In These New Times

A new paradigm for a post-imperial world

Intimations of a bailout

Posted by seumasach on March 5, 2011

Cailean Bochanan

5th March, 2011

Understatement is well known to be one of the most characteristic features of the British character. At Waterloo the following exchange was heard between two calvary officers:

“By Gad, sir! You’ve lost a leg.”

“By Gad, sir! So I have.”

This is the famous stiff, upper lip and it’s worth keeping in mind when evaluating the most recent comments of the head of the Bank of England, Mervyn King replying to the question of whether there could be another financial crisis:

“Yes. The problem is still there. The search for yield goes on. Imbalances are beginning to grow again.”

I like that: “ The search for yield goes on”. It does indeed but it’s less successful than could have been hoped due to “growing imbalances”, as in imbalances between assets and liabilities. Translated into the language of a more emotionally volatile foreign leader this might come out as follows:

“Oh God! The banks are bust. They’re going to need another bailout. What are we going to do?

Kings intimations come at the end of a bad week for the ruling coalition. Prime Minister Cameron, freshly back from a gun running venture in revolutionary Egypt, failed to start a bombing campaign against Libya to mark the end of our honeymoon with dictator  and London School of Economics patron, Muammar Gaddafi. And Mervyn King was shooting his mouth off elsewhere about British prosperity being over for ever. Already we had the dramatic revelation that 4th quarter growth for 2010 had been revised down a whole 0.1 %. This was just a bit of statistical understatement, which we also excel in. What that 0.1 % means is the recession is far worse than we can possibly imagine… sorry, I mean the recovery is less robust than had been hoped.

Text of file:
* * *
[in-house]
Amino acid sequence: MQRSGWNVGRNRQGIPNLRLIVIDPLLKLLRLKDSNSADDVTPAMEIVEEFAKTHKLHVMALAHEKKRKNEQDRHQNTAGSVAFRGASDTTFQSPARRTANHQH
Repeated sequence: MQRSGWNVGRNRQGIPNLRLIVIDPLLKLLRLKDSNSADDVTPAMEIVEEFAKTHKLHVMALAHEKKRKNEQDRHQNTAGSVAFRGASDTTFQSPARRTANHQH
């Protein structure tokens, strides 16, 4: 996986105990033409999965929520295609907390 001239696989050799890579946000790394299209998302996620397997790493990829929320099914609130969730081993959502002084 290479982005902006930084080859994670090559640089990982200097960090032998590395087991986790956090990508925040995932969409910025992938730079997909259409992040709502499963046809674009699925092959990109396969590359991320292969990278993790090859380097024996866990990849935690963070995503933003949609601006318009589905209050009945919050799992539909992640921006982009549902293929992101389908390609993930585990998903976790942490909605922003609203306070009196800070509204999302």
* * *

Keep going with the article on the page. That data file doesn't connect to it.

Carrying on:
But, ever intrepid, the search for yield goes on. So the banks want their pound of flesh. Where are they going to get it? Not from mortgage repayments from those whose jobs are disappearing or being axed at a frightening rate. Not from credit card payments from those who can no longer role over the debt. Not from bankrupt businesses built on the collapsing consumer, service, post-industrial economic model. Not somehow conjured up from the eerily quiet high streets, pubs, cinemas, restaurants.

It’s time for another bailout. Time to evoke the timeless principal of too big to fail. Time also for the British people to wake up and recognise that to accept too big to fail for the banks is too accept too small to count for themselves and their families. It would have taken more than one big demo to stop the Iraq War as it will take more than the occasional protest to stop our ongoing impoverishment and humiliation at the hands of the City of London. We need to learn from the magnificent example being set by the Arab peoples.

Otherwise our future looks very grave indeed.

By Gad, sir! So it does

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